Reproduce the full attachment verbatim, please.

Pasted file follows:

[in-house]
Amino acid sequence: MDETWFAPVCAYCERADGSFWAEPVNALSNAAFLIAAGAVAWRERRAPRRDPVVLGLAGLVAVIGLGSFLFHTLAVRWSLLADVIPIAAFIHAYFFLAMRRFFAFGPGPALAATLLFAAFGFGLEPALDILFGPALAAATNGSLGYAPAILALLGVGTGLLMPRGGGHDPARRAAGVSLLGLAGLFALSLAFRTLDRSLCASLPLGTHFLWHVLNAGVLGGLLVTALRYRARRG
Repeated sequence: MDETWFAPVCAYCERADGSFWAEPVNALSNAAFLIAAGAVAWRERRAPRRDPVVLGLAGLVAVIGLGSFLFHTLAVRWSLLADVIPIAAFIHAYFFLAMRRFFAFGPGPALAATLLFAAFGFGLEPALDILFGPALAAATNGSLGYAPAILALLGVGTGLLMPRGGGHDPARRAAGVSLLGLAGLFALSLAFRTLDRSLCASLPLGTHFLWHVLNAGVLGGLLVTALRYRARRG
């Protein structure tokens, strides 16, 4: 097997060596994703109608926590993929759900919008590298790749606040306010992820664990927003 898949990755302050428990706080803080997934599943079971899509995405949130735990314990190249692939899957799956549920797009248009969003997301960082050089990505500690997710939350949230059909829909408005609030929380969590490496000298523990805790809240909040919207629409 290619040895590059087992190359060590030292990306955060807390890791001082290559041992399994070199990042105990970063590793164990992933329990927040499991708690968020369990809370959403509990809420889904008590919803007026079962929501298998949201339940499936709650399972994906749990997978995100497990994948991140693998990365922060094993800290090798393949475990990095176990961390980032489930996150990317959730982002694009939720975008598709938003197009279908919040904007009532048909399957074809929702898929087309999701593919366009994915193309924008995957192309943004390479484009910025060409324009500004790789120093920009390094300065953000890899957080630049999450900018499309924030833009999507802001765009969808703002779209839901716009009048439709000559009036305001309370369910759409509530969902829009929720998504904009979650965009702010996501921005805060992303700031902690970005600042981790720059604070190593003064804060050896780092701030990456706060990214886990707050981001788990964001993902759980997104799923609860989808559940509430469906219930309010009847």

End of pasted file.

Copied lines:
[in-house]
Amino acid sequence: MDETWFAPVCAYCERADGSFWAEPVNALSNAAFLIAAGAVAWRERRAPRRDPVVLGLAGLVAVIGLGSFLFHTLAVRWSLLADVIPIAAFIHAYFFLAMRRFFAFGPGPALAATLLFAAFGFGLEPALDILFGPALAAATNGSLGYAPAILALLGVGTGLLMPRGGGHDPARRAAGVSLLGLAGLFALSLAFRTLDRSLCASLPLGTHFLWHVLNAGVLGGLLVTALRYRARRG
Repeated sequence: MDETWFAPVCAYCERADGSFWAEPVNALSNAAFLIAAGAVAWRERRAPRRDPVVLGLAGLVAVIGLGSFLFHTLAVRWSLLADVIPIAAFIHAYFFLAMRRFFAFGPGPALAATLLFAAFGFGLEPALDILFGPALAAATNGSLGYAPAILALLGVGTGLLMPRGGGHDPARRAAGVSLLGLAGLFALSLAFRTLDRSLCASLPLGTHFLWHVLNAGVLGGLLVTALRYRARRG
């Protein structure tokens, strides 16, 4: 097997060596994703109608926590993929759900919008590298790749606040306010992820664990927003 898949990755302050428990706080803080997934599943079971899509995405949130735990314990190249692939899957799956549920797009248009969003997301960082050089990505500690997710939350949230059909829909408005609030929380969590490496000298523990805790809240909040919207629409 290619040895590059087992190359060590030292990306955060807390890791001082290559041992399994070199990042105990970063590793164990992933329990927040499991708690968020369990809370959403509990809420889904008590919803007026079962929501298998949201339940499936709650399972994906749990997978995100497990994948991140693998990365922060094993800290090798393949475990990095176990961390980032489930996150990317959730982002694009939720975008598709938003197009279908919040904007009532048909399957074809929702898929087309999701593919366009994915193309924008995957192309943004390479484009910025060409324009500004790789120093920009390094300065953000890899957080630049999450900018499309924030833009999507802001765009969808703002779209839901716009009048439709000559009036305001309370369910759409509530969902829009929720998504904009979650965009702010996501921005805060992303700031902690970005600042981790720059604070190593003064804060050896780092701030990456706060990214886990707050981001788990964001993902759980997104799923609860989808559940509430469906219930309010009847």